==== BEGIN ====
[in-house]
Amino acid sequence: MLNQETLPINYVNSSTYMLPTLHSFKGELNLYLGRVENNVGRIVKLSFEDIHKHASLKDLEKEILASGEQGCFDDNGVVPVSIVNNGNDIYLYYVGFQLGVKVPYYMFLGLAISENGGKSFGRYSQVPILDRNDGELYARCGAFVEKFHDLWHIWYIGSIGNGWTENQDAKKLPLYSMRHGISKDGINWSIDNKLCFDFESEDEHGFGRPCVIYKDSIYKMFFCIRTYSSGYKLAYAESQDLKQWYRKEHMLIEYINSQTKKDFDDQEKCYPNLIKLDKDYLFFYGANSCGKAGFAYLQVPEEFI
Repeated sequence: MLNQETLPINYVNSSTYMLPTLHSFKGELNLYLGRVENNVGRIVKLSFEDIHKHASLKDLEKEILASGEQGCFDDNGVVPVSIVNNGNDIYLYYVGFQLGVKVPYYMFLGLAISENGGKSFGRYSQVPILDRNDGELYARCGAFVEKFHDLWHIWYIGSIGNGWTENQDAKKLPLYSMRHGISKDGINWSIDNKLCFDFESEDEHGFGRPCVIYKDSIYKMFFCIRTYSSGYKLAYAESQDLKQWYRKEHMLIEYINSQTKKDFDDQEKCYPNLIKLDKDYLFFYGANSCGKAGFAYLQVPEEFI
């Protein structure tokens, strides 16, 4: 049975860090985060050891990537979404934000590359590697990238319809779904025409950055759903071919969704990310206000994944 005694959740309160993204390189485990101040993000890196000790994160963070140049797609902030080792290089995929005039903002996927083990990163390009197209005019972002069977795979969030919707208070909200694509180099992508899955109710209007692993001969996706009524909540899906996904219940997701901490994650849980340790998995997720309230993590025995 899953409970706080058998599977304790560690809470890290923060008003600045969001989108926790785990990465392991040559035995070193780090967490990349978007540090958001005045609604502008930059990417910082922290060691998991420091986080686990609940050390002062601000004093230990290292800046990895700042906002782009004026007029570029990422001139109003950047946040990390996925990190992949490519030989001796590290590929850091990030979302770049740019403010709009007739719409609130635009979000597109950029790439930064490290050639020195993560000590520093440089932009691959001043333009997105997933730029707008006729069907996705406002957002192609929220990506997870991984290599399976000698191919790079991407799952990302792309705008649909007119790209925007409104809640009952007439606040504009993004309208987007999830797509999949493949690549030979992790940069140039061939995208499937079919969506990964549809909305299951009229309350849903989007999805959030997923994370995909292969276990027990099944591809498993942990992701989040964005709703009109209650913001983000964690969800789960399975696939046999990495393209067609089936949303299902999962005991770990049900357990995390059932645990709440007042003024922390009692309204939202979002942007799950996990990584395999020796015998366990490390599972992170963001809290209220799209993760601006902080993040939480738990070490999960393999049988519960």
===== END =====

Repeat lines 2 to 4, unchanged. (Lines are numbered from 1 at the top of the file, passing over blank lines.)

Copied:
Amino acid sequence: MLNQETLPINYVNSSTYMLPTLHSFKGELNLYLGRVENNVGRIVKLSFEDIHKHASLKDLEKEILASGEQGCFDDNGVVPVSIVNNGNDIYLYYVGFQLGVKVPYYMFLGLAISENGGKSFGRYSQVPILDRNDGELYARCGAFVEKFHDLWHIWYIGSIGNGWTENQDAKKLPLYSMRHGISKDGINWSIDNKLCFDFESEDEHGFGRPCVIYKDSIYKMFFCIRTYSSGYKLAYAESQDLKQWYRKEHMLIEYINSQTKKDFDDQEKCYPNLIKLDKDYLFFYGANSCGKAGFAYLQVPEEFI
Repeated sequence: MLNQETLPINYVNSSTYMLPTLHSFKGELNLYLGRVENNVGRIVKLSFEDIHKHASLKDLEKEILASGEQGCFDDNGVVPVSIVNNGNDIYLYYVGFQLGVKVPYYMFLGLAISENGGKSFGRYSQVPILDRNDGELYARCGAFVEKFHDLWHIWYIGSIGNGWTENQDAKKLPLYSMRHGISKDGINWSIDNKLCFDFESEDEHGFGRPCVIYKDSIYKMFFCIRTYSSGYKLAYAESQDLKQWYRKEHMLIEYINSQTKKDFDDQEKCYPNLIKLDKDYLFFYGANSCGKAGFAYLQVPEEFI
């Protein structure tokens, strides 16, 4: 049975860090985060050891990537979404934000590359590697990238319809779904025409950055759903071919969704990310206000994944 005694959740309160993204390189485990101040993000890196000790994160963070140049797609902030080792290089995929005039903002996927083990990163390009197209005019972002069977795979969030919707208070909200694509180099992508899955109710209007692993001969996706009524909540899906996904219940997701901490994650849980340790998995997720309230993590025995 899953409970706080058998599977304790560690809470890290923060008003600045969001989108926790785990990465392991040559035995070193780090967490990349978007540090958001005045609604502008930059990417910082922290060691998991420091986080686990609940050390002062601000004093230990290292800046990895700042906002782009004026007029570029990422001139109003950047946040990390996925990190992949490519030989001796590290590929850091990030979302770049740019403010709009007739719409609130635009979000597109950029790439930064490290050639020195993560000590520093440089932009691959001043333009997105997933730029707008006729069907996705406002957002192609929220990506997870991984290599399976000698191919790079991407799952990302792309705008649909007119790209925007409104809640009952007439606040504009993004309208987007999830797509999949493949690549030979992790940069140039061939995208499937079919969506990964549809909305299951009229309350849903989007999805959030997923994370995909292969276990027990099944591809498993942990992701989040964005709703009109209650913001983000964690969800789960399975696939046999990495393209067609089936949303299902999962005991770990049900357990995390059932645990709440007042003024922390009692309204939202979002942007799950996990990584395999020796015998366990490390599972992170963001809290209220799209993760601006902080993040939480738990070490999960393999049988519960």